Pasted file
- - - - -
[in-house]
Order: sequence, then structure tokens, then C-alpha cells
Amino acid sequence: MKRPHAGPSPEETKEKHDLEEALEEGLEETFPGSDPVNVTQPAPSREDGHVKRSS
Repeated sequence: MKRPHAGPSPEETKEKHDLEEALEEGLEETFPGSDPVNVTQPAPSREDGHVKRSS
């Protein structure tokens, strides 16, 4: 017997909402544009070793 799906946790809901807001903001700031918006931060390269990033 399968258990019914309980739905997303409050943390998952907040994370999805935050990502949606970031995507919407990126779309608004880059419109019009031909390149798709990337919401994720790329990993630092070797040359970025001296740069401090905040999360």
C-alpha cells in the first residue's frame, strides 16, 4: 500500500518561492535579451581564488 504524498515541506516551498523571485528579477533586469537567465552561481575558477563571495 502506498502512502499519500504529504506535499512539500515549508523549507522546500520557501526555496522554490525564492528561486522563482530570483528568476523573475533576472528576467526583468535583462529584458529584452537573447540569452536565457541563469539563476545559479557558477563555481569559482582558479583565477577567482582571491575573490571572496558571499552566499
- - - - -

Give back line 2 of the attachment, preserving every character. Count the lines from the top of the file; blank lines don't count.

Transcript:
Order: sequence, then structure tokens, then C-alpha cells